Is An Open Mortgage Worth It?

We will often times get requests from clients looking for short term solutions to look into an Open Term Mortgage for them as they understandably do not wish to pay a penalty if they are possibly selling their home much sooner than the standard 5 year team. But is an open mortgage worth the higher rates to avoid the penalty? We’re going to break it down quickly for you to help you with your decision in the future.

Mortgage Solutions

Scenarios in which you would inquire about an open:

There are a couple of different scenarios where you would be concerned about breaking your mortgage prior to the 5 year term and want to avoid a penalty. Some of those are:

  • You have purchased an investment property, will be renovating and selling within a year
  • You are expecting rates to drop significantly sometime soon and don’t want to lock in for 5 years
  • More

Well, simply put, in some cases the open is worth it and in some cases not so much. Really it depends on the difference in interest between the open rate and your other options and more importantly the time in which you are planning to break the mortgage in.

For example.

A 1 year OPEN term mortgage is more or less around 6.00% right now. A 5 year Variable mortgage is around Prime -0.30%. For arguments sake, let’s compare a $300,000 mortgage both amortized over 25 years.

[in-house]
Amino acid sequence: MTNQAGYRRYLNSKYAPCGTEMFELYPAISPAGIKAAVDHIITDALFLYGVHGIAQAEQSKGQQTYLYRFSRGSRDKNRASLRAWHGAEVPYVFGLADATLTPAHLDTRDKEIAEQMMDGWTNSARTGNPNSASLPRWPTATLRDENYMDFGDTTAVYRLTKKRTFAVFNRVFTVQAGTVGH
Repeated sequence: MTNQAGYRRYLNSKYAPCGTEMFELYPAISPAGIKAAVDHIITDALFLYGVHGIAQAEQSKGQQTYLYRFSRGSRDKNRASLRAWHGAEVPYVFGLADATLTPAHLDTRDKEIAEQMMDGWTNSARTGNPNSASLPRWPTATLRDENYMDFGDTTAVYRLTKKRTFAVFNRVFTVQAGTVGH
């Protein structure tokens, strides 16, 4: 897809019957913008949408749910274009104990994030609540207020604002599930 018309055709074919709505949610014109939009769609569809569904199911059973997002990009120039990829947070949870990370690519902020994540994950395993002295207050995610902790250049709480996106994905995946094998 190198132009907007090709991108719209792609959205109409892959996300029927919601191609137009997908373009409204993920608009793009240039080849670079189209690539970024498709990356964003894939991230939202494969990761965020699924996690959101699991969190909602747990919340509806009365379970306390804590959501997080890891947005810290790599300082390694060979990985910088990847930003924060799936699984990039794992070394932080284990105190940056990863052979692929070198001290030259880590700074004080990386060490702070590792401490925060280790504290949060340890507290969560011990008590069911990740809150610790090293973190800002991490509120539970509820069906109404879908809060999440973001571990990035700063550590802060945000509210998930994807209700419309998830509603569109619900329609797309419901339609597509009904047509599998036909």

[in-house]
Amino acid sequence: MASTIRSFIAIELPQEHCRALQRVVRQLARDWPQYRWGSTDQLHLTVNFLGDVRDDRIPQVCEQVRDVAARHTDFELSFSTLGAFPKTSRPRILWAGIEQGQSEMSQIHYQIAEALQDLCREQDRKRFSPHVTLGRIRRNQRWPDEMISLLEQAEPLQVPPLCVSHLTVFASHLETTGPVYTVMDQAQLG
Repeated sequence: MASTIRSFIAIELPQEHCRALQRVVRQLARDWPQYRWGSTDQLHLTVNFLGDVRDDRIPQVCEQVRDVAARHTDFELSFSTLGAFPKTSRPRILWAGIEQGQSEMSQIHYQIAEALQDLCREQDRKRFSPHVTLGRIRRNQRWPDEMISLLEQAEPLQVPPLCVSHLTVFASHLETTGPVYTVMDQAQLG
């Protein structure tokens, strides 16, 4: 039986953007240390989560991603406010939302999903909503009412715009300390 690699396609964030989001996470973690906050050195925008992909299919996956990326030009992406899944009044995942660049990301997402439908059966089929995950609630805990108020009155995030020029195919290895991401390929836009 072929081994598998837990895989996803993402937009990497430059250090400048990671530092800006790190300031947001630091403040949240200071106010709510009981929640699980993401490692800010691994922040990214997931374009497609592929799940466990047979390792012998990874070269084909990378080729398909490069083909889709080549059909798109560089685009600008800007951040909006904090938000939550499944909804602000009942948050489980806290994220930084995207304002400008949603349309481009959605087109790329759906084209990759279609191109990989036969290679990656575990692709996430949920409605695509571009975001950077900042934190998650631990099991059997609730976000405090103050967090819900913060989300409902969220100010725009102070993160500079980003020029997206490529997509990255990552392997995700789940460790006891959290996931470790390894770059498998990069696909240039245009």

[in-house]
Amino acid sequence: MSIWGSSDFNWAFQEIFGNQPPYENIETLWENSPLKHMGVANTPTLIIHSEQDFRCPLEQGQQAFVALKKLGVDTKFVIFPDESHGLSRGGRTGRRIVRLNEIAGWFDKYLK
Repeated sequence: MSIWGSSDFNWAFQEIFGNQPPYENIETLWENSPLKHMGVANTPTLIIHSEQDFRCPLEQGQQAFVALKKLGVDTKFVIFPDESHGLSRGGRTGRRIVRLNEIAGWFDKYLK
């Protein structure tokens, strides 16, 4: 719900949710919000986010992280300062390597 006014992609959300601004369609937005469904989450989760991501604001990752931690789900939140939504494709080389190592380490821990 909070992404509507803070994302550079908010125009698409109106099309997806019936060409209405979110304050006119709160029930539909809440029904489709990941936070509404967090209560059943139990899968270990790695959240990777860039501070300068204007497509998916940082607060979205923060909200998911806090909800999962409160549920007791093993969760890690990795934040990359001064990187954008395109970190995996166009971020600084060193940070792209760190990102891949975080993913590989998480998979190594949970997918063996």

1 Year OPEN = $1,919.42/month

5 year VRM = $1,329/month.

The penalty on the Variable mortgage would be 3 months interest OR $1,725. The difference in payment between the two mortgages is $590.42. Therefore after just 3 months, you would be spending more on the difference in interest than you would just paying the penalty on the Variable rate mortgage. Which is why the length of time in which you plan on keeping the mortgage makes all the difference. Additionally, you may consider a Home Equity Line of Credit which is a much lower rate than an Open mortgage and is also fully open. This works a little differently but it is certainly an option as well.

Make sure you speak to your broker (The Financial Forum of course) when you find yourself in this type of situation so you get the right advice.

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Have any questions, need any advice? Visit us at www.thefinancialforum.ca. Email us at mortgages@thefinancialforum.ca. Call us at (877) 335-4486.

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